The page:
Wausau School Superintendent Dr. Kathleen Williams will step down in June, officials said Wednesday. (Contributed photo)

By Shereen Siewert

Dr Williams
Wausau School Superintendent Dr. Kathleen Williams will step down in June, officials said Wednesday. (Contributed photo)

WAUSAU – (UPDATED 9:02 a.m.) After serving as Wausau School superintendent for seven years, Dr. Kathleen Williams will step down from her post in June, school officials said late Wednesday.

“Wausau is a wonderful community, and as one of the largest districts in the state we expect to attract highly qualified candidates,” said Lance Trollop, president of the Wausau School Board. Wausau is the 13th largest school district in the state.

Williams has served in the role since accepting the position in 2010. Williams previously served as superintendent of East Maine School District 63 in Des Plaines, Ill. She was paid an annual salary of $163,832 in the 2015-16 school year, according to a USA Today database of public school salaries.

In a letter to parents, Williams wrote:

I, personally, want to thank each of you for taking an active role in your child’s education and for participating in many community engagement opportunities offered to advance student learning, achievement, and success. Together, we accomplished a great deal, and I wish to highlight a few of these accomplishments of which you played an active role.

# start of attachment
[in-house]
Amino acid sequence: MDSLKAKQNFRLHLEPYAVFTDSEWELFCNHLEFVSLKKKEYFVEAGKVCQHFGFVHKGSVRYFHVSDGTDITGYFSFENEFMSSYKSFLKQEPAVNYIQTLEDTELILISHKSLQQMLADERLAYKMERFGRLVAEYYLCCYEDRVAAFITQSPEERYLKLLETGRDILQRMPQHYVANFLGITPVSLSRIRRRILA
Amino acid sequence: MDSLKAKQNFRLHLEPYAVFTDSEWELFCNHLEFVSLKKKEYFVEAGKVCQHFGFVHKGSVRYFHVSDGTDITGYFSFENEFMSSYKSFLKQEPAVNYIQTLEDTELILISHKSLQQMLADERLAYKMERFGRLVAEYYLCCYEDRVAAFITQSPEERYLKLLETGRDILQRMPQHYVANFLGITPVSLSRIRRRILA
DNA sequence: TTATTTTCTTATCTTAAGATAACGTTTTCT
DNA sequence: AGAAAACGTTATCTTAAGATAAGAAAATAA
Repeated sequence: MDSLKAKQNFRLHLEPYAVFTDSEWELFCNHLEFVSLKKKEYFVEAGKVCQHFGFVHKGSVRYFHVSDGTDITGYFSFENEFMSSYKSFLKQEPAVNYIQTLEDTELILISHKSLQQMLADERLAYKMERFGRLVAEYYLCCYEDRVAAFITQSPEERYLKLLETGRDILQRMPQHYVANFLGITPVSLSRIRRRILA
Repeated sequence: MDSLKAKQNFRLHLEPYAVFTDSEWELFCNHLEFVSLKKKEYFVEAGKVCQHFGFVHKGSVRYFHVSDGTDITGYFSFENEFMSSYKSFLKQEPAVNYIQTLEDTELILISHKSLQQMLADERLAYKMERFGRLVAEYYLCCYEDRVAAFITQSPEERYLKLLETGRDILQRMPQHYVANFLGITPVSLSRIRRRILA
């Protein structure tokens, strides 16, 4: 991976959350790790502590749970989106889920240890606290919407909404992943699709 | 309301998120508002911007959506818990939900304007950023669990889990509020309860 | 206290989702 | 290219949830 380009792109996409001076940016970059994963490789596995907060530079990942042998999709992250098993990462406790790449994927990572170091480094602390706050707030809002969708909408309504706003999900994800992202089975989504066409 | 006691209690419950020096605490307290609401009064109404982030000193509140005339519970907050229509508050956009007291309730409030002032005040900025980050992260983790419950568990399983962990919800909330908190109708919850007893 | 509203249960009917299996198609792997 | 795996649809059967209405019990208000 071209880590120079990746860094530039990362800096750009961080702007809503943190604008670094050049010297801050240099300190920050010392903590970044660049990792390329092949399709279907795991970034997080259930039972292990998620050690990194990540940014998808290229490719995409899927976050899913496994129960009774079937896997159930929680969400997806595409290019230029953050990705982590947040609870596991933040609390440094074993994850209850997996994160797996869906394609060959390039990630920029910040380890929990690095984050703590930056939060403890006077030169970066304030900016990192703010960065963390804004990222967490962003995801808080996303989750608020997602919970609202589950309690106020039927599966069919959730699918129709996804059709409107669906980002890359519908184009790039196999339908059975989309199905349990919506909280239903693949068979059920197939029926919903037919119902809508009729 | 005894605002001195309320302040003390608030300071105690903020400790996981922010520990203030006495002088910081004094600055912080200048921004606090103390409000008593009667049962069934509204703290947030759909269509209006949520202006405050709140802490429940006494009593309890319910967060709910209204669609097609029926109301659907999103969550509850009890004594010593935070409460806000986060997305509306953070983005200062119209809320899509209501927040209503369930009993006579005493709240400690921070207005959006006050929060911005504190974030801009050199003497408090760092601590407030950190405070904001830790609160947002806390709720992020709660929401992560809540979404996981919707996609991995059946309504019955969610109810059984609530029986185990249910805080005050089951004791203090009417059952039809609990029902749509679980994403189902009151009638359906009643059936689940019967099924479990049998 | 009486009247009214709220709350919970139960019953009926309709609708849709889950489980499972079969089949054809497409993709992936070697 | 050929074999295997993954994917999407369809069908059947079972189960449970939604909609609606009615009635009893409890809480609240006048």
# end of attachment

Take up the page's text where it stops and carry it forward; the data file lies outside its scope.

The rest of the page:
• Convened a three-day Education Summit to determine the District’s future focus

  • Developed and approved a set of eight Shared Key Interests

  • Passed a $29.6 building referendum following a multi-year Facilities Utilization process

  • Adjusted elementary school boundaries to equalize enrollments based on recommendations from the Boundary Study Team

  • Hired new school leaders through a focus group process

  • Contributed to policy language for instruction

Williams advised the board of her retirement on Tuesday and discussed her departure with her administrative team on Wednesday. When Williams was originally hired, she told board members she planned to work six or seven years before her retirement and has worked seven, Trollop said.

“Her leadership will be greatly missed,” he said.

Members of the Wausau School Board will meet in the coming days to discuss the search for a new leader.